11 Hot Infrastructure Jobs You Can Get Without a 4 Year College Degree
Ok, Stephen. What’s up with this?
I am glad you asked. This article is intended to tell the public about some career fields they may have not considered. Why? These types of jobs do not normally require a college degree and have shortages of workers in good times. Further, the emphasis on LEED certified projects will make these jobs even more attractive to those who want get in on the “ground floor” and work their way into construction management. The stimulus related projects will also cause the need for these people to ramp up substantially. Don’t believe me? Check out the facts.
Highway/Roadway Bridge Inspectors: Bridge Inspectors must have a keen understanding of construction codes and techniques to make sure bridges are structurally sound. They are also responsible for assessing the condition of these structures over time to make sure they receive proper maintenance and meet safety standards. Here is why this job will hot: 77,000 bridges in the US need extensive repairs or replacement. This not a typo or a manufactured statement. It is real. Check out the www.bls.gov stats here.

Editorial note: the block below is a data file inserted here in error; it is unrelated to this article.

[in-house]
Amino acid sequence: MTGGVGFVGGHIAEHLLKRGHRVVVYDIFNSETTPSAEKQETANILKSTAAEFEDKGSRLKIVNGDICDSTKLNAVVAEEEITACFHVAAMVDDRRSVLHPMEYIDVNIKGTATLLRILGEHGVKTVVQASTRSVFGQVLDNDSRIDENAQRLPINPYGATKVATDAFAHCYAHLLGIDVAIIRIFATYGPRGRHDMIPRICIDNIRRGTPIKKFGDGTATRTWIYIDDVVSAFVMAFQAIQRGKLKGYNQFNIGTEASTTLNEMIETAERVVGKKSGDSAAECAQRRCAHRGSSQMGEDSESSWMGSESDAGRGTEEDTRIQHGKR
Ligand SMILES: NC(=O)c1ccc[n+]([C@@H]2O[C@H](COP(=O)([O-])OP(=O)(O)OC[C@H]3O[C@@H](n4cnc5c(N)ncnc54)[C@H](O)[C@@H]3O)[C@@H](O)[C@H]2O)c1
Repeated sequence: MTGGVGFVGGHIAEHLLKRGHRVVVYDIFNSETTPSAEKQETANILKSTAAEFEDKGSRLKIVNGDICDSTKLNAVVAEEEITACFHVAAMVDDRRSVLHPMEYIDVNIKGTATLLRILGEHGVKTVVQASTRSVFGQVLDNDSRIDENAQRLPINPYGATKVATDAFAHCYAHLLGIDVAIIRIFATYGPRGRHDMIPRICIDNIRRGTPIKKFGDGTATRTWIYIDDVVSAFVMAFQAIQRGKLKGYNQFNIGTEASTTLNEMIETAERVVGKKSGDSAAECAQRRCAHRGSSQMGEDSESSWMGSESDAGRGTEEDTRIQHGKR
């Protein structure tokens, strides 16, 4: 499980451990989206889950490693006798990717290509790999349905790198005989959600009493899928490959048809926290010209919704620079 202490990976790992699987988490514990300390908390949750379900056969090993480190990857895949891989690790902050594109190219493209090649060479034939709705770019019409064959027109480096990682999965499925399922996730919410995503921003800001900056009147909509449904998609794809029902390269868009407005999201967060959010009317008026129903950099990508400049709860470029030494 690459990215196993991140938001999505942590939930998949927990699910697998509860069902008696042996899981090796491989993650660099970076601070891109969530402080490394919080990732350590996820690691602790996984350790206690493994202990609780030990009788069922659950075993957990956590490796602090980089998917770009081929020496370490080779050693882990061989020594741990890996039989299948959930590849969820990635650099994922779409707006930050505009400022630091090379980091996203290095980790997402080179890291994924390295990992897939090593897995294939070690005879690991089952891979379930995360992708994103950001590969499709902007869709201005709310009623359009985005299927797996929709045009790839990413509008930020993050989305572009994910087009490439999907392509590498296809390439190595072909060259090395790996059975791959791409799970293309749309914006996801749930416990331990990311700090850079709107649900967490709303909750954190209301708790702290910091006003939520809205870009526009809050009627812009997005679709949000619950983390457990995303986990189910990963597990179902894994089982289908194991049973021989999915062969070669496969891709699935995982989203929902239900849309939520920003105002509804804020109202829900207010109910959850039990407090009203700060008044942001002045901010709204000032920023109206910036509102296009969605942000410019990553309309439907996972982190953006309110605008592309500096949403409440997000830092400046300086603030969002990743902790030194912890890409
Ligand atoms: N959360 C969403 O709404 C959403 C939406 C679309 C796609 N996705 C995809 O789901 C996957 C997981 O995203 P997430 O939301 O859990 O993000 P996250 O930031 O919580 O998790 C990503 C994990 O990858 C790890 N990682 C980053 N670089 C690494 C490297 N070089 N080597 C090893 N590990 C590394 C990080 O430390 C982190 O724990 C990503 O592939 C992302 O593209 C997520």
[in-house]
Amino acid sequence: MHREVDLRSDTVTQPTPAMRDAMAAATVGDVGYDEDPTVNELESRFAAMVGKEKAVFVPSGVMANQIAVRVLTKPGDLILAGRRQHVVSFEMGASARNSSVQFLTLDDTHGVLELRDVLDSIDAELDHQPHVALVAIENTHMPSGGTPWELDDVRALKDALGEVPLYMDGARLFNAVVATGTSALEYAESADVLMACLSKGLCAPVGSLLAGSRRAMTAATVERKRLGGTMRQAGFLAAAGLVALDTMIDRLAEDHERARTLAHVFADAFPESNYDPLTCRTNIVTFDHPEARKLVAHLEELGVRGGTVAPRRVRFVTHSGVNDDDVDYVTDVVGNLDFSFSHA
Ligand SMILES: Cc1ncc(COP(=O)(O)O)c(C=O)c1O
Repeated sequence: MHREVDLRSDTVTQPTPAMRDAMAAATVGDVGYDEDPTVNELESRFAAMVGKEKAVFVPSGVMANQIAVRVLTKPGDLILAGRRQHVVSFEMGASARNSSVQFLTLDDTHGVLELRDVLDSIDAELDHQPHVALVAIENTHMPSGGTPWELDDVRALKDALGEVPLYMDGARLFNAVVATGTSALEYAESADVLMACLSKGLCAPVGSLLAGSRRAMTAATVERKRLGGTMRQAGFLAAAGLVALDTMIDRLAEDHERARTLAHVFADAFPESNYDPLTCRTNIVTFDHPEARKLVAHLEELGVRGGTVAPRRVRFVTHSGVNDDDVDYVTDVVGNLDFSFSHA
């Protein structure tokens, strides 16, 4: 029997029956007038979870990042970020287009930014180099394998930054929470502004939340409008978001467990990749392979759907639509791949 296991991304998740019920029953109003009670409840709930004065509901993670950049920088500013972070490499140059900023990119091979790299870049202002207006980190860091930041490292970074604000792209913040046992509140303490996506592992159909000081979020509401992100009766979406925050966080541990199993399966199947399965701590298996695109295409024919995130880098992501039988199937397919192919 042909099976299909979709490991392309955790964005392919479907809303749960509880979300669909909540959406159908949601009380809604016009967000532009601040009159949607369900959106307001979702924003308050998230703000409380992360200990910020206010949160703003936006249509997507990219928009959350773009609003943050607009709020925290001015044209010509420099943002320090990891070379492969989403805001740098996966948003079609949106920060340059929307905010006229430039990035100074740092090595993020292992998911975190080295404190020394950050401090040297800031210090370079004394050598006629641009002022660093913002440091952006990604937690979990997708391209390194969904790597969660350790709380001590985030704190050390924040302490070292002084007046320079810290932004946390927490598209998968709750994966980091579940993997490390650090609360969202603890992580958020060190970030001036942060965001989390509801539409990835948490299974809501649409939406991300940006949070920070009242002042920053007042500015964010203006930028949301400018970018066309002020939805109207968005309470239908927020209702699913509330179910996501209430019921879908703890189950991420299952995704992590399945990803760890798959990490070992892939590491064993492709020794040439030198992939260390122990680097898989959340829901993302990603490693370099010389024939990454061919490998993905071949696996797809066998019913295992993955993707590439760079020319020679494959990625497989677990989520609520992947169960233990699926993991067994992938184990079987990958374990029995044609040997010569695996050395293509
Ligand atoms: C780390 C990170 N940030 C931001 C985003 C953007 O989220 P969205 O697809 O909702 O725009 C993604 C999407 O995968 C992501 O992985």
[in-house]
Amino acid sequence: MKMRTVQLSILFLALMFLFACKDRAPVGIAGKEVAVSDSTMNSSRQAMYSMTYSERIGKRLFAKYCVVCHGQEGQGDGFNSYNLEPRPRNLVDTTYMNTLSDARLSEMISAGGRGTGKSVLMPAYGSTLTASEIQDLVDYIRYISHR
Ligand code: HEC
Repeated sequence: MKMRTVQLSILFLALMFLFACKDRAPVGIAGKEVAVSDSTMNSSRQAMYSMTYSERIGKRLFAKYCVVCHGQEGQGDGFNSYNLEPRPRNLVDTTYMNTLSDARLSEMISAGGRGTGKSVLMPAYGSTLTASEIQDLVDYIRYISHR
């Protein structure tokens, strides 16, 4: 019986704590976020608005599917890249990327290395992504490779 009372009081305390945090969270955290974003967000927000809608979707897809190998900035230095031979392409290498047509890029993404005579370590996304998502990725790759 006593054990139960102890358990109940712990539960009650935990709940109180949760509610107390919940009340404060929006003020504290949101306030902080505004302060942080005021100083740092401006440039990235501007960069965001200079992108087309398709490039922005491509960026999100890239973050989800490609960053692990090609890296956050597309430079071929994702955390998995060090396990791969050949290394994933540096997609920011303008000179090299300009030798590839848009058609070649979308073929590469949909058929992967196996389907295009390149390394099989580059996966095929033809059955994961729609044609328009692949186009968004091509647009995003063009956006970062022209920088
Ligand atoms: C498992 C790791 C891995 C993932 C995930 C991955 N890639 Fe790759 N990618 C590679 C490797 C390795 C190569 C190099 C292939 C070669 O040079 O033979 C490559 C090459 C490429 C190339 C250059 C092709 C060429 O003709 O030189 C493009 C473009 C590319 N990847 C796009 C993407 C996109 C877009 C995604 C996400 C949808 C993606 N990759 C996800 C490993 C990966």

There are also other inspector jobs that are expected to grow as the “shovel ready” projects get underway:
- Electrical Inspectors
- Plumbing Inspectors
- Public Works Inspectors
Civil and Environment Engineering Technicians: Civil and Environmental engineering technicians help engineers in the design and specification of infrastructure projects such as water treatment facilities and/or environmental remediation systems. Over the next three decades, the infrastructure of the United States will have to undergo a major overhaul. Some other titles which fall under this field are:
- CADD Technician
- Hazardous Waste Technician
- Water/Wastewater Treatment Plant Operator
Surveyors and Mapping Technicians: If you have read some of my earlier articles, you have seen this occupation before. The positions in this industry are going to pickup as projects get underway. Further, surveyors are in short supply in many parts of the country.
It is your turn: Is there a job in the Climate Change, Environmental or Infrastructure field that peaks your interest? Ask us a question. Our job is not only help place professionals in jobs but to inform the public about these overlooked careers. If you are considering a green, environmental or infrastructure job with a certification, degree or training, check our e-book: Is It Worth The Green? before you invest.
Join Us At Mojito in Atlanta on February 18th